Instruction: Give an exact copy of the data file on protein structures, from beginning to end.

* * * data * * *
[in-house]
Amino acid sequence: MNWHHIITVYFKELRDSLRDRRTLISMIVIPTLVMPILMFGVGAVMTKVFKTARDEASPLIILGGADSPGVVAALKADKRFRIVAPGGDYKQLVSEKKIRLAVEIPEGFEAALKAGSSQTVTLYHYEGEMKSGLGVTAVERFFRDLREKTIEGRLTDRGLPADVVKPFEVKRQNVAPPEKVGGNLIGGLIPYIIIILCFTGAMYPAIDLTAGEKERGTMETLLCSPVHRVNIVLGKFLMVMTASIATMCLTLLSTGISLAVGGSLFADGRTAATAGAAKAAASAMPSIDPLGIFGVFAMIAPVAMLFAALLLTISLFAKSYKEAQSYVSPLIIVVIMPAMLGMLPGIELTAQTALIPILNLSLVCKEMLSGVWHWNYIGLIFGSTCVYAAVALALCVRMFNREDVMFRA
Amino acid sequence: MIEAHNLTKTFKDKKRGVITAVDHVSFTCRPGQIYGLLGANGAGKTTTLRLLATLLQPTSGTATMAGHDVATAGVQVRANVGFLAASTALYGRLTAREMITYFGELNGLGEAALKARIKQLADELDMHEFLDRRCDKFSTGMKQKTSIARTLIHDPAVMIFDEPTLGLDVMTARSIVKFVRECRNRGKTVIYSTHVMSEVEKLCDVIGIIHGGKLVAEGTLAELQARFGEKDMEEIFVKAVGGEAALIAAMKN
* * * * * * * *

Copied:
[in-house]
Amino acid sequence: MNWHHIITVYFKELRDSLRDRRTLISMIVIPTLVMPILMFGVGAVMTKVFKTARDEASPLIILGGADSPGVVAALKADKRFRIVAPGGDYKQLVSEKKIRLAVEIPEGFEAALKAGSSQTVTLYHYEGEMKSGLGVTAVERFFRDLREKTIEGRLTDRGLPADVVKPFEVKRQNVAPPEKVGGNLIGGLIPYIIIILCFTGAMYPAIDLTAGEKERGTMETLLCSPVHRVNIVLGKFLMVMTASIATMCLTLLSTGISLAVGGSLFADGRTAATAGAAKAAASAMPSIDPLGIFGVFAMIAPVAMLFAALLLTISLFAKSYKEAQSYVSPLIIVVIMPAMLGMLPGIELTAQTALIPILNLSLVCKEMLSGVWHWNYIGLIFGSTCVYAAVALALCVRMFNREDVMFRA
Amino acid sequence: MIEAHNLTKTFKDKKRGVITAVDHVSFTCRPGQIYGLLGANGAGKTTTLRLLATLLQPTSGTATMAGHDVATAGVQVRANVGFLAASTALYGRLTAREMITYFGELNGLGEAALKARIKQLADELDMHEFLDRRCDKFSTGMKQKTSIARTLIHDPAVMIFDEPTLGLDVMTARSIVKFVRECRNRGKTVIYSTHVMSEVEKLCDVIGIIHGGKLVAEGTLAELQARFGEKDMEEIFVKAVGGEAALIAAMKN